We hear great buzz about the Jewish camp experience, so to get the scoop on the summer of 5770 we traveled to the front lines for reports from two campers, a communal organization and a significant funder. JInsider directs major kudos to the Foundation for Jewish Camps (FJC), which supports these activities.
Background: High on Fun, Low on Cost
According to a soon-to-be-released study commissioned by FJC, Jewish summer camps are a cost-effective investment for the Jewish continuity. Initial findings from the report, due out in Fall 2010, indicate adults who attended Jewish camp as youngsters are likely to be more Jewishly engaged at home and in the community. Approximately 70,000 teenagers attended nonprofit Jewish camps, supported by over 10,000 staff members. The FJC is trying to ensure that all Jewish parents are able to offer their children this experience.
In addition to being a great way for kids to spend the summer, the economics of Jewish camp are also appealing when compared to other Jewish continuity and educational options:
Per day, per Jew
Day School $100
Source: JInsider Analytics
Note on the numbers: Clearly, each experience involves a different level of engagement, impact and budgetary access. However, in addition to cost-effectiveness, camping impacts youth at time when they are still formulating their identity and values.
Camper Perspectives: Engaging and Memorable
“In addition to having an amazing, fun-filled summer, camp also was a very impactful and uplifting experience. Everything from Shabbat and our thrice-daily minyanim, to mundane events like our daily meals, were filled with spirituality. We enjoyed traditional camp activities like camping out and sports, yet we were continually surrounded by our Judaism through experiences like our daily shiur (learning session) on wide-ranging topics from kashrut to the Avot (forefathers). While I loved the total Shabbat experience, one of my favorite parts of camp was Erev Shabbat. We welcomed Shabbat by dancing during Kabbalat Shabbat, followed by dinner and a tish (Yiddish for table), around which we sang songs and listened to a dvar Torah afterward. These activities, shared with good friends, filled Shabbat with an extra level of holiness that I have only experienced in camp.”
– Andrew Eichen,14, Camp Moshava, Indian Orchard, Pa. (Modern Orthodox)
“Some of my favorite memories were spending Shabbat with my camp community, praying at the outdoor sanctuary, singing Jewish songs at the loudest song sessions and Israeli dancing under the stars. Special times included when it would rain and we would have time to hang out in our bunks. Some of my happiest moments were with my friends in my special summer home, a holy place where I was loved and accepted.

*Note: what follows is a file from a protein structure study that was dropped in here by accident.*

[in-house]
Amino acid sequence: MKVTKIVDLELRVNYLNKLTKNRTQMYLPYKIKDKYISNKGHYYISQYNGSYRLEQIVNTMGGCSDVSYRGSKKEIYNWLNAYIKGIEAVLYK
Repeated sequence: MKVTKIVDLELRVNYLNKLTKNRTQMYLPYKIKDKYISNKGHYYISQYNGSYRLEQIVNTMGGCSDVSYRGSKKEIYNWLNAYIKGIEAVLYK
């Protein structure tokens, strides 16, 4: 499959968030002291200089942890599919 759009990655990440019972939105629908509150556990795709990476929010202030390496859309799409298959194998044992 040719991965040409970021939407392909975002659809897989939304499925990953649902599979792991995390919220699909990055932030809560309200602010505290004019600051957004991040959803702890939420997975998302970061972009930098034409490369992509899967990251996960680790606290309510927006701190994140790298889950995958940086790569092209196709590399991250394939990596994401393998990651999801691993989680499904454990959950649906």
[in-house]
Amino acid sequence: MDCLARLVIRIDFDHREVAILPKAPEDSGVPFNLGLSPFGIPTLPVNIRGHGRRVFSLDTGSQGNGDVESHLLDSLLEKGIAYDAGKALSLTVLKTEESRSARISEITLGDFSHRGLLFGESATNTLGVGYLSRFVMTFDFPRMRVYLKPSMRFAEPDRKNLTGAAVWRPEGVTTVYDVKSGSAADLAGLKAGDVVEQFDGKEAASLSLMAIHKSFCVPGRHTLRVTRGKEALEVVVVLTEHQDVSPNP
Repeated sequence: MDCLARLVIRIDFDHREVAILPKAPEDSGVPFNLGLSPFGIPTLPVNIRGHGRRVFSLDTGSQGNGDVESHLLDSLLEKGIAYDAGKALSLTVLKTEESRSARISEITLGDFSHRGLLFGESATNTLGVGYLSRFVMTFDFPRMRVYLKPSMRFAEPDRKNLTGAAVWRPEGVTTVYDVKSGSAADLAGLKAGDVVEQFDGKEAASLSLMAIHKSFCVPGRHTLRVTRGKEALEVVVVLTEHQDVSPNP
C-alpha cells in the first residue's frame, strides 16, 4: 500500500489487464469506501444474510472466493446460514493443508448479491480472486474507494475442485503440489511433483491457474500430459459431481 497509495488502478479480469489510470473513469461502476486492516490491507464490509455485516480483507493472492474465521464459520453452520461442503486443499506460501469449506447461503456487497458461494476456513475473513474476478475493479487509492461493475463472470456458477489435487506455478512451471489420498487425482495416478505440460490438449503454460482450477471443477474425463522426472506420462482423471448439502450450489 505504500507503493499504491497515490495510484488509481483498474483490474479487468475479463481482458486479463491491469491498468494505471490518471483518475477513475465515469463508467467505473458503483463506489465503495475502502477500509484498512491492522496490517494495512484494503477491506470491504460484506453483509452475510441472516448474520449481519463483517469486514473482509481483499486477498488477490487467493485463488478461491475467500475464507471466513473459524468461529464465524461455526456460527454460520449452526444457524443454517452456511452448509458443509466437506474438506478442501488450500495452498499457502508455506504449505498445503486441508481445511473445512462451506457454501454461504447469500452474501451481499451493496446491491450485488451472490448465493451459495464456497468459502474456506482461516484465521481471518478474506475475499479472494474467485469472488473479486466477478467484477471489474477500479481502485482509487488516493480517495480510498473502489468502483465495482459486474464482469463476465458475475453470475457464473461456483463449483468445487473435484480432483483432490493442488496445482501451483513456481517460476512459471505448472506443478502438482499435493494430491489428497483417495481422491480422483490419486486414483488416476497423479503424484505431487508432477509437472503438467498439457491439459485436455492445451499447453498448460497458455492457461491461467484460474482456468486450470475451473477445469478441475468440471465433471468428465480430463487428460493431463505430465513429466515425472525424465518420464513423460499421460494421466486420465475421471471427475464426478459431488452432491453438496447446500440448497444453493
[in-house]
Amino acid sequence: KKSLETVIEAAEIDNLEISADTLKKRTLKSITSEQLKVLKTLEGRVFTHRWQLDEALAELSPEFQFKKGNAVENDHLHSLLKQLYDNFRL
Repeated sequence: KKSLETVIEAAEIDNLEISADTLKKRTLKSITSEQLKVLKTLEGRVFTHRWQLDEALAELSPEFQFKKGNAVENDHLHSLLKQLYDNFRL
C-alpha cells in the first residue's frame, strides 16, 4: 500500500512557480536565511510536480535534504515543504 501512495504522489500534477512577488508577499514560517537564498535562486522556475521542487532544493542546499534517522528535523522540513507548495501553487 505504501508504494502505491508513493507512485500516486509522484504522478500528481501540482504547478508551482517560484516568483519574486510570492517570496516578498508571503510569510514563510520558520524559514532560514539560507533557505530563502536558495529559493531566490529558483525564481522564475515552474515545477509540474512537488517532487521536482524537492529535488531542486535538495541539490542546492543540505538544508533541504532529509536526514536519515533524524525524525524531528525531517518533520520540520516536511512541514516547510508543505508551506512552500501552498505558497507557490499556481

My last summer at camp I was in the Olim leadership unit. I had the opportunity to be one of the camp color war generals. It was an amazing experience and had a lasting effect on me. It was the first time I realized my strength as a leader. I continue to utilize many of the leadership skills I learned that summer in my current community service project, No Nukes for Iran.
I will forever be grateful for my summers at Eisner Camp. Those summers were instrumental in helping to define who I am: a Jewish teen leader committed to tikkun olam!”
– Danielle Flaum, 17, URJ Eisner Camp, Great Barrington, Mass. (Reform)
Communal Organization Perspective: Innovative Spirit
“In my first summer as CEO of the Foundation for Jewish Camp I was impressed to observe the innovative spirit that is alive and well in the camping field, and how the foundation serves the community to create the best camp experience for as many youngsters as possible. Going forward, FJC remains committed to the success of camps by helping them identify trends, so that they can remain attractive to today’s camper families as consumer trends and desires evolve.”
– Jeremy J. Fingerman, CEO of the Foundation for Jewish Camp
Funder Perspective: Fulfill the Promise
“I think it is terrific that our community has embraced Jewish camping since the Foundation for Jewish Camp started in 1998. In one sense, it makes fundraising easier: Savvy funders understand the premise that Jewish camping works, that kids who live Judaism, love Judaism. But sometimes we Jews are a funny people who undermine our own success. To my chagrin, I see funders — funders who absolutely get the power of Jewish camp — walk away in search of the next BIG IDEA. My plea to you, said with gratitude because you do understand the power of Jewish camp: Stick around, so that together we can get the job done.”
– Elisa Spungen Bildner, co-founder, with Rob Bildner, of the Foundation for Jewish Camp